As is well known, Proverbs has two major components, themselves amenable to subdivision. Chapters 1 – 9 are largely extended discourses of two types. The predominant type is a father’s speech to his son; the less frequent type is the speech of a woman named Wisdom addressed to all the young men who pass her by (Prov. 1:20–33; 8; 9:1–6). In one place, very significant as we will discover, another woman, named Folly, addresses the exact same audience (Prov. 9:13–18). Fox has correctly described the typical components of the discourse as consisting of an exordium, a lesson, and a conclusion, though there is considerable variety in the amount of space devoted to these three elements. The exordium includes a call for the recipient to pay attention, which is accompanied by motivation to do so. The lesson is the object of teaching and the conclusion, which brings the teaching to a close sometimes by describing the consequences of listening or not listening to the lesson.
Proverbs 2 is an example of a discourse that has a major emphasis on the exordium, which essentially takes up the first half of the chapter. It invokes the son (‘my son’, v. 1), calling on him to pay attention. Motivations are given, notably the fact that if the son seeks wisdom God will grant it to him. The lesson includes avoiding evil women and men (vv. 12–19) and the conclusion is stated in the last three verses (vv. 20–23).
On the other hand, the second main component of Proverbs is chapters 10 – 31, where the predominant genre is the proverb per se. We will describe the proverb in the light of a specific example, namely Proverbs 10:4:
A slack hand makes poverty;
a determined hand makes rich.
This proverb is not chosen because it is a particularly impressive proverb, rather because it is fairly typical. The proverb is a brief, pointed statement. Proverbs express ideas that are commonly accepted as true. They do not argue for the truth of the statement or nuance it. Proverbs can state an insight, make an observation, or offer advice in the form of an admonition or prohibition. This particular proverb is an observation. Even an observation, however, can imply advice. The fact that it is hard work and not laziness that makes a person rich is intended to motivate a person to get to work.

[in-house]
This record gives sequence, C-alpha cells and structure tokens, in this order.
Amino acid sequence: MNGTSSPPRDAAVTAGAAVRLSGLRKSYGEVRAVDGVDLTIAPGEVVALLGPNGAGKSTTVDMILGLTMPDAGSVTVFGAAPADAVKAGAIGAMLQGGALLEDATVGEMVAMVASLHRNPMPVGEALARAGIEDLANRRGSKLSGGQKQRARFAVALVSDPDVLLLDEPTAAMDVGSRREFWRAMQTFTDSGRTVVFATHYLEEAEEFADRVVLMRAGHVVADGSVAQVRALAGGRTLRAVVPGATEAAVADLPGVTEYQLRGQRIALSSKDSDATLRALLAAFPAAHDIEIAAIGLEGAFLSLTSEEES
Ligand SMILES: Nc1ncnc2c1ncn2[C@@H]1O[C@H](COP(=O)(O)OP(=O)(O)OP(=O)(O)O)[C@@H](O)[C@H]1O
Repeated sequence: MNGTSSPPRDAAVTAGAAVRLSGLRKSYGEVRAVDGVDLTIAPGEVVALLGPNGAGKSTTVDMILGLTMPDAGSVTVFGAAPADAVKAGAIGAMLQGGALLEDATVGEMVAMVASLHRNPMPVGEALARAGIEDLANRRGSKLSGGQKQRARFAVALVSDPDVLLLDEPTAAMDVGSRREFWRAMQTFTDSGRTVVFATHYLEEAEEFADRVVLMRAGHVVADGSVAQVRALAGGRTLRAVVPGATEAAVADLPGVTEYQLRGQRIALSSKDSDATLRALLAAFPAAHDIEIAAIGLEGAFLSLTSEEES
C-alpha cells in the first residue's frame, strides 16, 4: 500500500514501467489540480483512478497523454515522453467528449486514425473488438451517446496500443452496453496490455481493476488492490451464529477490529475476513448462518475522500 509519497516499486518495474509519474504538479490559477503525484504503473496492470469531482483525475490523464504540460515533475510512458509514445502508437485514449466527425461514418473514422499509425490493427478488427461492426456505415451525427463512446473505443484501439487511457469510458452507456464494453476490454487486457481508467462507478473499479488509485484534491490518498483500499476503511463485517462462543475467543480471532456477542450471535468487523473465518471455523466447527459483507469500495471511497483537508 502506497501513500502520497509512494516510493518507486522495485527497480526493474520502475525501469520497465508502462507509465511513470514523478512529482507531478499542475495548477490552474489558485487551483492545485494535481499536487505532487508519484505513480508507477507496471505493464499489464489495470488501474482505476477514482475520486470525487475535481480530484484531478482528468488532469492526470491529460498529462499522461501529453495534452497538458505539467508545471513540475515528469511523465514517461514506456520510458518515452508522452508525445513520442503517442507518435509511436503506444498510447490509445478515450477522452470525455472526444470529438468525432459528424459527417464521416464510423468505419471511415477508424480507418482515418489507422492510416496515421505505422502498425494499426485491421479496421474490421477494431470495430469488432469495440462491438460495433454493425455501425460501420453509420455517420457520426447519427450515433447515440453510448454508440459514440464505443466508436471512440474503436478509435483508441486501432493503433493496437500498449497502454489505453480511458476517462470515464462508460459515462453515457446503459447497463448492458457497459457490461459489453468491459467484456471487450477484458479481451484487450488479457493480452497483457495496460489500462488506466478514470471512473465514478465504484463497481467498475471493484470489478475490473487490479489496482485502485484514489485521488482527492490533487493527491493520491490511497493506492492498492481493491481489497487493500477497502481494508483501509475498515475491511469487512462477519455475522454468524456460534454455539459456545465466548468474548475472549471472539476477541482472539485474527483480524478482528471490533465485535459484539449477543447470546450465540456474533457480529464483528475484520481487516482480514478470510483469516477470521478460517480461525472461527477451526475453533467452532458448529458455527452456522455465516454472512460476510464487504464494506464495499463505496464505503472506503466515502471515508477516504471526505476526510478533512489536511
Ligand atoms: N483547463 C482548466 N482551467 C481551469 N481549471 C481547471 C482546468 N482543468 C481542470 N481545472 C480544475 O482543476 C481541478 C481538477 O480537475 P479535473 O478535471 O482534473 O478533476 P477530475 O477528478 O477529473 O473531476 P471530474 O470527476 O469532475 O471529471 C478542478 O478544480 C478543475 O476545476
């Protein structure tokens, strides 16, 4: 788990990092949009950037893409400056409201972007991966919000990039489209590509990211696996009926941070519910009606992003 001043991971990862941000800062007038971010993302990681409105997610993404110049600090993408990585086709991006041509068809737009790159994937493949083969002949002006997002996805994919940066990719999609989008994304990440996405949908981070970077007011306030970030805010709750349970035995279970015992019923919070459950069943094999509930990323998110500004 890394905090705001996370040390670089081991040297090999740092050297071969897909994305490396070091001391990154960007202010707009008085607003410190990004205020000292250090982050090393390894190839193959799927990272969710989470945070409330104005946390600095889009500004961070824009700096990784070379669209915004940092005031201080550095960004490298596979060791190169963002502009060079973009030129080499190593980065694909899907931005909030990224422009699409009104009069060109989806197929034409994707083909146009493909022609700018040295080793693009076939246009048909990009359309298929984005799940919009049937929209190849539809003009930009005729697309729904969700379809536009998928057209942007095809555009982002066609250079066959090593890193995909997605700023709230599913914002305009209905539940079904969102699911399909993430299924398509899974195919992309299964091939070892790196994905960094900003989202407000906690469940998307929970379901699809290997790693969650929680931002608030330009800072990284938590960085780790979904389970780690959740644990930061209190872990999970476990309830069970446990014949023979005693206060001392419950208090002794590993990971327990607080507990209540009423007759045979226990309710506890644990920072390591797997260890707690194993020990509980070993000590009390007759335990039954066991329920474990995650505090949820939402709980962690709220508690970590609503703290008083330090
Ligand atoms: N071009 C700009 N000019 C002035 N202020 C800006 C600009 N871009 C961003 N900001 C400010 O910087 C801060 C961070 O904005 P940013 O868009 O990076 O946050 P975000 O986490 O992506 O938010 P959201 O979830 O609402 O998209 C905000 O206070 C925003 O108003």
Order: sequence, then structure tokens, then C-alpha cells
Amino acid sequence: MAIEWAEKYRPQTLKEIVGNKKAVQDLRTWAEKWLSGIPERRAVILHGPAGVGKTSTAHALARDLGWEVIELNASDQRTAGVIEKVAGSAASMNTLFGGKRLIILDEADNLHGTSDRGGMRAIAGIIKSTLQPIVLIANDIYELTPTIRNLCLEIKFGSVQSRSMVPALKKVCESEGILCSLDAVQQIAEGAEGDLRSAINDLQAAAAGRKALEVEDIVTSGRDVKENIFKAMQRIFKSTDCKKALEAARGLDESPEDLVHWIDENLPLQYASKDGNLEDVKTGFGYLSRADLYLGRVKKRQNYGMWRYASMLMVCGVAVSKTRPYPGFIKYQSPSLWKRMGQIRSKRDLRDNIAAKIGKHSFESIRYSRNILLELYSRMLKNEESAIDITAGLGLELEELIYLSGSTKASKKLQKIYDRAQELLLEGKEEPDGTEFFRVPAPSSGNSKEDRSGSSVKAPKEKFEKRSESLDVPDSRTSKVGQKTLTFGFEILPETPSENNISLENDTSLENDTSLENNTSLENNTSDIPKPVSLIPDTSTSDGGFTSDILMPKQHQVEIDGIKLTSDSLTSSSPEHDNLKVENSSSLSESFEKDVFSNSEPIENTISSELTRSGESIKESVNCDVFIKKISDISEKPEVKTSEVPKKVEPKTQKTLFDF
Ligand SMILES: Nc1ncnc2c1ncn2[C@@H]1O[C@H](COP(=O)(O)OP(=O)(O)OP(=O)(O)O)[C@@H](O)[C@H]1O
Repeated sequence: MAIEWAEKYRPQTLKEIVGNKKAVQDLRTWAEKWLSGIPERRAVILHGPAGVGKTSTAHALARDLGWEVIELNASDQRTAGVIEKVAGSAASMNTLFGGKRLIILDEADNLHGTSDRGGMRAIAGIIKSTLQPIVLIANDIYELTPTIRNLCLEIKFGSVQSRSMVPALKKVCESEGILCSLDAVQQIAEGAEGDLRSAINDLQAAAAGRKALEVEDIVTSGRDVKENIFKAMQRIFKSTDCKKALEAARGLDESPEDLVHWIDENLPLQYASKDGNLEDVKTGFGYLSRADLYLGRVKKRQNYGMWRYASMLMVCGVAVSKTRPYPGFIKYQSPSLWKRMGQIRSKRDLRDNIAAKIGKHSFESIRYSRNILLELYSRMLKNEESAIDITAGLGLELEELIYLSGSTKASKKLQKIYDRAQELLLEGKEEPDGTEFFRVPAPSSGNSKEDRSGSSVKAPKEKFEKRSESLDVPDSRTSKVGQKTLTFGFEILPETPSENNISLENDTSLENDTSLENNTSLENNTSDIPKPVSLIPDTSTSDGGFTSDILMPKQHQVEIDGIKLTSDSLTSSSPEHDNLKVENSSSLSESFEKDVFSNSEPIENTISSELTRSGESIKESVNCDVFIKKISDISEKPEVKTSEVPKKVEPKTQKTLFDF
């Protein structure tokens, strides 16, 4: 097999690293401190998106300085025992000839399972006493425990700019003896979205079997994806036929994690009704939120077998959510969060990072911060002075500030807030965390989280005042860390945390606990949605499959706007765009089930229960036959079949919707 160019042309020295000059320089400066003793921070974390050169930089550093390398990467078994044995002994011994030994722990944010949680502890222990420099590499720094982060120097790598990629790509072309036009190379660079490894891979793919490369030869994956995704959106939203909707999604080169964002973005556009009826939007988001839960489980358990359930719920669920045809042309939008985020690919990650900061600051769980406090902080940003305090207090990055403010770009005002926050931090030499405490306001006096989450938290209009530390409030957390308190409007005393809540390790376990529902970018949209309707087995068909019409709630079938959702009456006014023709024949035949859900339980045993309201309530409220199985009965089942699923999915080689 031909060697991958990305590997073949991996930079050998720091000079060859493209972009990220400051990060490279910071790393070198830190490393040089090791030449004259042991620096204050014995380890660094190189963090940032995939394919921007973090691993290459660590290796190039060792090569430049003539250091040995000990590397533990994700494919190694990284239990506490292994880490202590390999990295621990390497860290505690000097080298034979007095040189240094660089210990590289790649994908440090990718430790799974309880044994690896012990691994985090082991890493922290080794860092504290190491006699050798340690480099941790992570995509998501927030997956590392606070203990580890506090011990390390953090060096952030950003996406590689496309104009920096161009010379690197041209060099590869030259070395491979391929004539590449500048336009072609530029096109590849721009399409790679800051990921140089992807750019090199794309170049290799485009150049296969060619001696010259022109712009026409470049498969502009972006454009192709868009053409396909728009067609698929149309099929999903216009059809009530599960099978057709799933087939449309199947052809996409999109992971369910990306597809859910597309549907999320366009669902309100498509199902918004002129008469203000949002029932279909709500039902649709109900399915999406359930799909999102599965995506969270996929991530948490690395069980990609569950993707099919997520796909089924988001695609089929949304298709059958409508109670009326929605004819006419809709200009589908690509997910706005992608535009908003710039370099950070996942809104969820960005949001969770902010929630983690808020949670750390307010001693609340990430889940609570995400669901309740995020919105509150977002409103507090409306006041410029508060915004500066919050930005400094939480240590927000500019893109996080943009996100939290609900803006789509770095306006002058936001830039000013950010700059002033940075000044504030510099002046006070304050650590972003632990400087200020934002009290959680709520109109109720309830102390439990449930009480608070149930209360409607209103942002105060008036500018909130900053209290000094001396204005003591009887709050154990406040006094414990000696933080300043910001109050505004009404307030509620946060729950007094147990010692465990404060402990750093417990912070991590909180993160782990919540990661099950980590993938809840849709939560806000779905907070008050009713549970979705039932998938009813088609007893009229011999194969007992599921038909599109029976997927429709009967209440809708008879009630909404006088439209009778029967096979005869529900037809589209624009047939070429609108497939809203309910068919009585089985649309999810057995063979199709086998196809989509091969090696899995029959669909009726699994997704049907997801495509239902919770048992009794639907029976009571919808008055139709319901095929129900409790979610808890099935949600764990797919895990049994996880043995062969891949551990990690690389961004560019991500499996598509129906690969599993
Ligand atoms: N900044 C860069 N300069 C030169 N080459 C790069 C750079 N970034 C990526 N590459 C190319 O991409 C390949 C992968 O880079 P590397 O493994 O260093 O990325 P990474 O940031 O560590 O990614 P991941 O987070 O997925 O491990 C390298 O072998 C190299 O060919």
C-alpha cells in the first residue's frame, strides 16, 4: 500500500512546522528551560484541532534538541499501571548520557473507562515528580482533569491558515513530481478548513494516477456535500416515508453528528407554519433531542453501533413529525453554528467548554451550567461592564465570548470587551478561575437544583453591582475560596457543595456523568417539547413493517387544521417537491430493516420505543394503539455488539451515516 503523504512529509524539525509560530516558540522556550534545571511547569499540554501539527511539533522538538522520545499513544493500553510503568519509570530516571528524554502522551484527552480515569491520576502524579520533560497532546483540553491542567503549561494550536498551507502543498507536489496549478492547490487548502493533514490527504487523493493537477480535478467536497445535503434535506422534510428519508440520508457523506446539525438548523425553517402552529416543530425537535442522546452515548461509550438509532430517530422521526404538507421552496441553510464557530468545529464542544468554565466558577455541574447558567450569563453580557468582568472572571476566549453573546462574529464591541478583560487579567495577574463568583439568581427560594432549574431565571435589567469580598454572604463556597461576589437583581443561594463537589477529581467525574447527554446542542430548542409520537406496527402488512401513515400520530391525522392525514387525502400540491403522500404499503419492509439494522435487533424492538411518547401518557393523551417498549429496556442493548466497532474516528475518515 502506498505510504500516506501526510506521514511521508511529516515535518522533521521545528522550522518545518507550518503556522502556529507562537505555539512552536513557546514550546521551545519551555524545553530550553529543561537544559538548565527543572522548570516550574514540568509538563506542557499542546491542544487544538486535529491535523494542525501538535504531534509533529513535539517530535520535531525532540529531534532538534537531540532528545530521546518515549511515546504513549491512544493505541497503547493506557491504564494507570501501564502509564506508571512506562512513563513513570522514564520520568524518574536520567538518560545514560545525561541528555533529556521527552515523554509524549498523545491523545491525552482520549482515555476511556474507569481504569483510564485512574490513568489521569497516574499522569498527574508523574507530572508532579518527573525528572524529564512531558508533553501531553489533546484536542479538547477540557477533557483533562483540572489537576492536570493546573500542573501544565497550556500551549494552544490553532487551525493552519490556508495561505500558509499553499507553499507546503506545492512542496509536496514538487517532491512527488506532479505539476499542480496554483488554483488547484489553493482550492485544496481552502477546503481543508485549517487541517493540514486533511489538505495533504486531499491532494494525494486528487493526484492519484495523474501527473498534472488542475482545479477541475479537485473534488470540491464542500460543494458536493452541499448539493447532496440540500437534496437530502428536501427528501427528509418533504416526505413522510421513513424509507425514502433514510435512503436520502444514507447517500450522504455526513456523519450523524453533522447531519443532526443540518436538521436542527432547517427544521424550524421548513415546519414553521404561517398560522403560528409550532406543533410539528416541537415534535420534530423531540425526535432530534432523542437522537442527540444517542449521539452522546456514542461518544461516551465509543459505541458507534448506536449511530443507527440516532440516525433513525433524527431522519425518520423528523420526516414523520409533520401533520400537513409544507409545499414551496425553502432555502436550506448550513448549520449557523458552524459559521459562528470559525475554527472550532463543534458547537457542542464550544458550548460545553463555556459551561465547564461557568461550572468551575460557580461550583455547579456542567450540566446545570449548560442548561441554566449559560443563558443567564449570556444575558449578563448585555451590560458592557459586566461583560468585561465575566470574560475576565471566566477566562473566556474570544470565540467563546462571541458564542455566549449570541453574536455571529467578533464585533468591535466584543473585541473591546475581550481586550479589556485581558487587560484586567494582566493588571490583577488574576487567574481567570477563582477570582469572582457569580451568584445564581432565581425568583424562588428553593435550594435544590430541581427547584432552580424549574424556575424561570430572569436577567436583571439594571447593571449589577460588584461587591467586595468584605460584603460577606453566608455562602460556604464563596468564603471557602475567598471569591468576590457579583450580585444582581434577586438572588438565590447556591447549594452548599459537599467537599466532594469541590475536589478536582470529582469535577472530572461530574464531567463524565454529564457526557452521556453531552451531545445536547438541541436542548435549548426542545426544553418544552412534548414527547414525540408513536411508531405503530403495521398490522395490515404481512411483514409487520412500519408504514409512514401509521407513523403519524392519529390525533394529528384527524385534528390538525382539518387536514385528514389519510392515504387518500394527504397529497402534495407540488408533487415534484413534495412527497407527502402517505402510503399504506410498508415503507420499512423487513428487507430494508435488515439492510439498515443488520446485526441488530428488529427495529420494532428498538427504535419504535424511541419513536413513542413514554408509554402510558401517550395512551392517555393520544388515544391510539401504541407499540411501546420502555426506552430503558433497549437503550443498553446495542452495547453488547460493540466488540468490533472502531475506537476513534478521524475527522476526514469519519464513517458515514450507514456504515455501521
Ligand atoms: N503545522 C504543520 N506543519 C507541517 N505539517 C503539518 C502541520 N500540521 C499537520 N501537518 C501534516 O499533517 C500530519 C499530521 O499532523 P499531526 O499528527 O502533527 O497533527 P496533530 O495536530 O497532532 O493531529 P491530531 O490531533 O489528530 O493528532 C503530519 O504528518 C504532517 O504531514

Though formally different, the two sections of Proverbs are similar in their lack of obvious theological language. Indeed, the theology of the book of Proverbs has often been approached more as a problem than anything else. The book’s teaching majors in practical advice and observations and seems distant from the theological concerns of the bulk of the Old Testament. We look in vain, for instance, for any connection with the events of redemptive history. Nothing is said of the patriarchs, the exodus, the establishment of the monarchy and so on. In addition, while the term covenant (berit) is not absent from the book (Prov. 2:17) and associated words like ‘covenant love’ (hesed )4 – occur even more often (Prov. 3:3; 14:22; 16:6; 19:22; 20:6, 28), the concept of covenant cannot be said to be a major theme of the book.
Finally, it may also be pointed out that reference to God, though frequently made by using God’s covenant name Yahweh, occurs sporadically in the text. In particular, many of the proverbs in 10 – 31 have no reference to God and at first glance appear relatively isolated from a broader context. No wonder the book has been described as containing secular advice. Some scholars have even gone so far as to say that when Yahweh’s name is found in a proverb that it is a sign of a late addition to a consistently secular book.
-Tremper Longman III
Canon and Biblical Interpretation
Edited By Craig Bartholomew, Scott Hahn, Robin Parry, Christopher Seitz, Al Wolters